Finns, genes and languages

Apr 8, 2010 by

The Institute for Molecular Medicine Finland (FIMM) has compiled the Finnish Gene Atlas, which contains genome-wide gene marker data for more than 40,000 Finns. Among the findings are two interesting points: (1) Finns are unique on the genetic map of Europe, differing considerably both from Central Europeans and from their eastern neighbors; and (2) genetically, Finns have more in common with, for example, the Dutch or Russians living in the area of Murom, to the east of Moscow, than with their linguistic relations, the Hungarians; more generally, genetic closeness clearly follows geographic distance more closely than linguistic distance.

This situations — genetic closeness to the neighbors rather than to the linguistic cousins — is not unique to Finns: Hadza and Sandawe in Tanzania are genetically Bantu but speak Khoisan-related languages; the inhabitants of Madagascar genetically have roots both in Indonesia and the East Coast of Africa, but speak an Austronesian language (Malagasy). Even the Finns’ linguistic cousins — the Hungarians — are genetically Central European but linguistically trace their lineage to the Ural mountains.

Discrepancies of this sort between the genetic and linguistic roots arise through migration, conquest, massive second language learning and language shift. Typically, a small group of migrant warriors and/or political elite manage to impose their language on the much larger local population; as a result, the genetic consequences of the conquest are much less significant than the linguistic consequences. For example, a relatively small group of Magyar established a rule over a much larger population of Romance-speakers on what is now the Great Hungarian Plain; the estimates are that Magyars constituted no more than 30% of the resulting population. As a result, present-day Hungarians have very little of the Magyar (Uralic) gene pool, but the Hungarian language is clearly a Finno-Ugric (Uralic) language, unlike any of its neighbors (for example, Romanian, Polish, German — all Indo-European languages).

All of this underscores one big difference between how genetic belonging and linguistic classification are determined. From the genetic point of view what counts is how much of a given group’s gene pool matches what other genetic signature. For example, one can say that Hungarians are 10% Uralic and 90% European (or whatever these figures actually are). From the point of view of language family classification, one does not talk about percentages. For example, we cannot say that Hungarian is 10% or 50% or 90% a Finno-Ugric language. A given language either does or does not belong to a given language family. To make a determination of whether a given language belongs to a given language family, it does not matter how much of its vocabulary is shared (or cognate) with other languages in the family. What does matter is the source of the CORE vocabulary — words that denote body parts and physiological processes, kinship terms (‘mother’, ‘father’, ‘brother’, etc.), basic natural phenomena (‘day’, ‘night’, ‘sun’, ‘winter’), low numbers (usually, 1-10) and similar words — and the basic grammatical patterns. These are the parts of language that are the least prone to borrowing from other languages.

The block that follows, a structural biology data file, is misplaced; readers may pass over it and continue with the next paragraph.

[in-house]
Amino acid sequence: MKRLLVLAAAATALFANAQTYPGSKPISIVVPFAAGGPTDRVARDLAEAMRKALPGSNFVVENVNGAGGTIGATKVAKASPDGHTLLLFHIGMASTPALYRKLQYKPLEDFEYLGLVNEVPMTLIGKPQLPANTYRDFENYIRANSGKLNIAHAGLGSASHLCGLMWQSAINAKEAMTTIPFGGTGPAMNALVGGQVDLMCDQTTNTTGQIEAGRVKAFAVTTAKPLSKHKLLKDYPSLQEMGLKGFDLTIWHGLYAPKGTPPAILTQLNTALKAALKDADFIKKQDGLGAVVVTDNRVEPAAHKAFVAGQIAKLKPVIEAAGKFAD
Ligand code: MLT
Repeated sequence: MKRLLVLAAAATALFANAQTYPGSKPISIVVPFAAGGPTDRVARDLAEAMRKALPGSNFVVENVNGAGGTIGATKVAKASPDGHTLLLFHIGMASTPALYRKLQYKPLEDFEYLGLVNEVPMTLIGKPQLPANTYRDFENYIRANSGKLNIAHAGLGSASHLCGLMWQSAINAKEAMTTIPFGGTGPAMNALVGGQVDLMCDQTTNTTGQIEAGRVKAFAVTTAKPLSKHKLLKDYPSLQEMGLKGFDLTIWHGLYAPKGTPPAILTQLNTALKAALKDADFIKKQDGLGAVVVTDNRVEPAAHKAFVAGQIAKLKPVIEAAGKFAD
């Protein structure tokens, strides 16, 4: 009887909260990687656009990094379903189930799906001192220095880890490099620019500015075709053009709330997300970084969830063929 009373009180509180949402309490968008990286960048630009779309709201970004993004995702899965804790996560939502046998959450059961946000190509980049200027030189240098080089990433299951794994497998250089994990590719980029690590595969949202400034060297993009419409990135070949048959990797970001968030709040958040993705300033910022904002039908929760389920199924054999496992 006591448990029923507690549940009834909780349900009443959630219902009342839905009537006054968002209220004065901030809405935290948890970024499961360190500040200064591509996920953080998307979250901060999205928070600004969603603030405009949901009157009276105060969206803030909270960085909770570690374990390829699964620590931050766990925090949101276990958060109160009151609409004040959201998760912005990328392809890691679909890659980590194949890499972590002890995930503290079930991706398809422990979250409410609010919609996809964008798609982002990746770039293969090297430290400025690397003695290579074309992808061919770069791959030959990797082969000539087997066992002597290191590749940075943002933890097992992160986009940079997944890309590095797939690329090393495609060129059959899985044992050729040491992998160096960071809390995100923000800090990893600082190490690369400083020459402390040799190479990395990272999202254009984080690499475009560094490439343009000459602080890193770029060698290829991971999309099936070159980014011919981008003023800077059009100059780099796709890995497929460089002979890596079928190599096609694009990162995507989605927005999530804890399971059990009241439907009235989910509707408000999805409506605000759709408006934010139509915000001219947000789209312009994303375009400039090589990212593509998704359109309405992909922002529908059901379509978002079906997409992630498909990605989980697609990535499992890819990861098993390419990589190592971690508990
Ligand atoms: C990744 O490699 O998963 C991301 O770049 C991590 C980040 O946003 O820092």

For instance, take English: only a small proportion of the present-day English vocabulary can be traced back to Old English and through it to the Germanic roots. There are also some later borrowings from other Germanic languages like German and Dutch, but even taking these into account, the proportion of the English vocabulary of Germanic origin is negligible. The majority of the English vocabulary comes either from French (including Anglo-Norman French) or Latin — but English is definitely NOT a Romance language, like Latin or French. And its basic grammatical patterns are Germanic as well. For example, English morphology closely resembles that in other Germanic languages (for instance, English — like German or Dutch — have past and present tense and mark the past tense in one of two ways, by adding –ed or by changing the vowel of the stem). English even has remants of the once much more common Verb-Second pattern: in sentences that start with never or only…, the verb (auxiliary, modal or do) must come second, before the grammatical subject. This Verb-Second pattern applies in all main declarative sentences in languages like German or Norwegian.

Similarly, Hungarian is a Finno-Ugric language, with a large proportion of its core vocabulary from the common Finno-Ugric stock, agglutinative morphology, extensive case system, vowel harmony and vowel length distinction used to encode meaning. All of these “basic vocabulary and grammar” considerations outweigh the significant proportion of the Hungarian vocabulary that has been borrowed from its neighboring Central European languages, Latin and the general European word stock. Those borrowings do not make Hungarian any less Finno-Ugric.

When it comes to language, there is no “half-breeds”!

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